Infants are born the following spring, generally just a few days apart. A family will have only one or at most two infants, even among half a dozen co-wives; pheromones presumably limit pregnancies to a manageable number.
Children molt yearly at first, then every two to three years. Many Earth crustaceans step out of their skin entirely; not the Pwokwe. The exoskeleton cracks wherever it's under strain, and new 'expansion' strips solidify. The ridged, striped look of an adult begins here. (Many Pwokwe claim to read one's character from these exoskeleton patterns, though adult labor can only influence details; the broad pattern's set by childhood habits, accidents and nutrition. Thus, chitinology's even less accurate than human palm-reading, which at least studies wrinkles acquired mostly in adulthood.)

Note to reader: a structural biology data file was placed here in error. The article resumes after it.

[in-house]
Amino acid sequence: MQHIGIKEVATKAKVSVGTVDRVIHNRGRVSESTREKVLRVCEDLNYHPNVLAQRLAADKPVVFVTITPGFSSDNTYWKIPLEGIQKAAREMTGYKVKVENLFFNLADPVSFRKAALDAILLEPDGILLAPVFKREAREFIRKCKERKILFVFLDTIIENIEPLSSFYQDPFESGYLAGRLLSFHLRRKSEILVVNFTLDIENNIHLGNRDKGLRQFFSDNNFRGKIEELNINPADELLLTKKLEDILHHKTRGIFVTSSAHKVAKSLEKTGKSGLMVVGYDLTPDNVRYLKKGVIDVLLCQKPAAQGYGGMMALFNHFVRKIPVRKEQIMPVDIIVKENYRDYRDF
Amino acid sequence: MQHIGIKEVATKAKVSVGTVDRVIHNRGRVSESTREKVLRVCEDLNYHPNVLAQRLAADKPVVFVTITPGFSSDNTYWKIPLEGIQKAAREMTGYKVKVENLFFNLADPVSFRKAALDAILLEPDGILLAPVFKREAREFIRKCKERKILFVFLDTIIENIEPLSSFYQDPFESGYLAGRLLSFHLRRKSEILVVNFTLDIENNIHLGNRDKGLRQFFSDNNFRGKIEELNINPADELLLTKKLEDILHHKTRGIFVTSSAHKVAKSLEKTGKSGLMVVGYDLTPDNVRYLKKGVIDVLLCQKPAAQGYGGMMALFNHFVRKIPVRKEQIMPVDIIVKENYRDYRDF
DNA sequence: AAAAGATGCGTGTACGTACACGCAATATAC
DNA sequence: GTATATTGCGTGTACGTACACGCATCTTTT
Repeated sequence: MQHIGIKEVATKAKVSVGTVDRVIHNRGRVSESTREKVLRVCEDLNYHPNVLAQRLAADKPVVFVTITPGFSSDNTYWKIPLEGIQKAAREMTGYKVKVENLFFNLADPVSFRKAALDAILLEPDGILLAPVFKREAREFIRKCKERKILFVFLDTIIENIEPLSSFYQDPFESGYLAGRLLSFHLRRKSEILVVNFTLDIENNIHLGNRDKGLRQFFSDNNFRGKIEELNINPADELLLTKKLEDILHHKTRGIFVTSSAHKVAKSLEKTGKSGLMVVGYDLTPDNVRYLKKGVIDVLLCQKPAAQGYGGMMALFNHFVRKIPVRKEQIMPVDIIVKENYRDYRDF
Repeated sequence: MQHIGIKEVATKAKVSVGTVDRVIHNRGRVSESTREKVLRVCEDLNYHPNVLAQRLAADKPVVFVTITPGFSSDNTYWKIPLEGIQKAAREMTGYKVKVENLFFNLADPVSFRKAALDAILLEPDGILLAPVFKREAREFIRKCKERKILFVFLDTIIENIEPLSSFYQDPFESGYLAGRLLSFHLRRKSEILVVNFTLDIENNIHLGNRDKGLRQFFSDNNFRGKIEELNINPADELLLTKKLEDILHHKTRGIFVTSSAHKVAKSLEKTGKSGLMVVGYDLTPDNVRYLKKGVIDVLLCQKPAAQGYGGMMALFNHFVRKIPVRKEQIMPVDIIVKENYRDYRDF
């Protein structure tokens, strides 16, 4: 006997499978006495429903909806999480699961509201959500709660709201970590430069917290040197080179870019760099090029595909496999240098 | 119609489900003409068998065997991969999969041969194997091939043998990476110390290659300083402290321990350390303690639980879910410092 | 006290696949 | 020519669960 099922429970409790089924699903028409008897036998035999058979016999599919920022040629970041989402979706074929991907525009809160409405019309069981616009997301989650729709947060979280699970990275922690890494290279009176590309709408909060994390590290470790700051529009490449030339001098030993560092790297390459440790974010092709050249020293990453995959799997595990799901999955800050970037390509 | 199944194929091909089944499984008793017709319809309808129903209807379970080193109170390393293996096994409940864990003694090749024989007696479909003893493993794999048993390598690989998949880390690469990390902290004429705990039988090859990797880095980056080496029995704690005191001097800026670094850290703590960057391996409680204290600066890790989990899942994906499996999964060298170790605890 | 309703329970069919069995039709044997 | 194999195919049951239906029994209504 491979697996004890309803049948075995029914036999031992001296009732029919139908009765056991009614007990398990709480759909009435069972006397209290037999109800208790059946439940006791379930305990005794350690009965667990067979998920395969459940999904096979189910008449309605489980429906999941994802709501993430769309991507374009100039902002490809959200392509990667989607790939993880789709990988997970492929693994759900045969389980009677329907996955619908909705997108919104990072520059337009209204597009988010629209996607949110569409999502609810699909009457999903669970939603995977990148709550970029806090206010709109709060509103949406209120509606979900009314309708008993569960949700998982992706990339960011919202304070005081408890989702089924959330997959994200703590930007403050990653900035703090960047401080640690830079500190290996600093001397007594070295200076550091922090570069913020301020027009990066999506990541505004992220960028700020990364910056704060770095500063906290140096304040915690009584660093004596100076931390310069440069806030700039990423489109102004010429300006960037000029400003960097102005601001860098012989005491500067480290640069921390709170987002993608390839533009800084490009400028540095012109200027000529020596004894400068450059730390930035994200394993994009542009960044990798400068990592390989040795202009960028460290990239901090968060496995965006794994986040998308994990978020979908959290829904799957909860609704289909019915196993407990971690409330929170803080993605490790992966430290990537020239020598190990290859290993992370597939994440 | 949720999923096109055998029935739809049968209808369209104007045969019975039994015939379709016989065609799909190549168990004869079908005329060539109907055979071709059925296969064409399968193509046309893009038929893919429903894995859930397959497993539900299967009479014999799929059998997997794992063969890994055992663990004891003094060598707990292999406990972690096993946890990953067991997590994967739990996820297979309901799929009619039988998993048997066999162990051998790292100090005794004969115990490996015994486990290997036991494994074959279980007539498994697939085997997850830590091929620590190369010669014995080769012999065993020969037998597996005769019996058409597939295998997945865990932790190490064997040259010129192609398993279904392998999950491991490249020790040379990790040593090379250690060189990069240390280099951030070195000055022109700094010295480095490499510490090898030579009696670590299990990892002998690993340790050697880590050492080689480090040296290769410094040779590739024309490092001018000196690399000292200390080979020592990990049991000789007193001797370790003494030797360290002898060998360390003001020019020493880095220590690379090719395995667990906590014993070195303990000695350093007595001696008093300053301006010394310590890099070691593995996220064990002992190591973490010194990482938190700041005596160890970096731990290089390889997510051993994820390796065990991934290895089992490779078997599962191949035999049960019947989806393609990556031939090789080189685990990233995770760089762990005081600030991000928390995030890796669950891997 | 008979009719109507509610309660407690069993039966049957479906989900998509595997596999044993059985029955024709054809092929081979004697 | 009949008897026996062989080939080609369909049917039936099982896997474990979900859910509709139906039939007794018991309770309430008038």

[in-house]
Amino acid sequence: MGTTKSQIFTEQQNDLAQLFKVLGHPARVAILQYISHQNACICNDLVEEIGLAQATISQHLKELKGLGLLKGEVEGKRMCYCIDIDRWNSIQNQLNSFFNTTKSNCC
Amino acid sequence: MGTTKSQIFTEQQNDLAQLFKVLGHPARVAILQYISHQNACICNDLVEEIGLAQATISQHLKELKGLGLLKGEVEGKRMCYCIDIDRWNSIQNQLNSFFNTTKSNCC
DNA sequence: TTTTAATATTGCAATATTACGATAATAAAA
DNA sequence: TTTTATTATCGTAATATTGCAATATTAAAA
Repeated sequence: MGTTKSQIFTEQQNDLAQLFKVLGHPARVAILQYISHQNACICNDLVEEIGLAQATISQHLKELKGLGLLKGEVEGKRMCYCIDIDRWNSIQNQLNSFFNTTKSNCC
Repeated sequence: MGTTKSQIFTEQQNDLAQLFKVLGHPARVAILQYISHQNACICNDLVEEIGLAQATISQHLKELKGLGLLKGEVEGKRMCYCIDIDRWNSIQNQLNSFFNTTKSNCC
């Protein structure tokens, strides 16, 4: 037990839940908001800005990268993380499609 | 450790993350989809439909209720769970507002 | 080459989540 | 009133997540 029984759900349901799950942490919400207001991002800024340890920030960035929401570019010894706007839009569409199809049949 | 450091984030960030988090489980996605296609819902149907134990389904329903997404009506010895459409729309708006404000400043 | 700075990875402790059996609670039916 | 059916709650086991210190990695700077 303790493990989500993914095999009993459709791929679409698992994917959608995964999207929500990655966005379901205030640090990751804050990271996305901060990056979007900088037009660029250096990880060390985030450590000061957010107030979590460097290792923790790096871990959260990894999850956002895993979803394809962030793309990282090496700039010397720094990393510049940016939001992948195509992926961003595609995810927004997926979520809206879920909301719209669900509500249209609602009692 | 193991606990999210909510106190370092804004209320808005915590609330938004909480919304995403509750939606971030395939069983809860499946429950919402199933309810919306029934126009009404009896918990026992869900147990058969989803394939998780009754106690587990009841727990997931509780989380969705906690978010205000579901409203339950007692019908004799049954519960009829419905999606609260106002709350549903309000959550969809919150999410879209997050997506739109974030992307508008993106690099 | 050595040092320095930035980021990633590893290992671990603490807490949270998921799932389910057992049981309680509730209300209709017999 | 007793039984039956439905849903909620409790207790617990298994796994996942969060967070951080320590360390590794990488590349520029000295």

Children are raised by their clan co-mothers and father until they reach maturity. After gendering, females usually remain with their matrilocal clan, unless they feel a strong call to travel or learn a trade not practiced in her clan; males are expected to go off to join bachelor clans, though a few specialists may return by invitation. The Pwokwe are pragmatic; if it'll earn the clan extra glittershells, they'll bend propriety.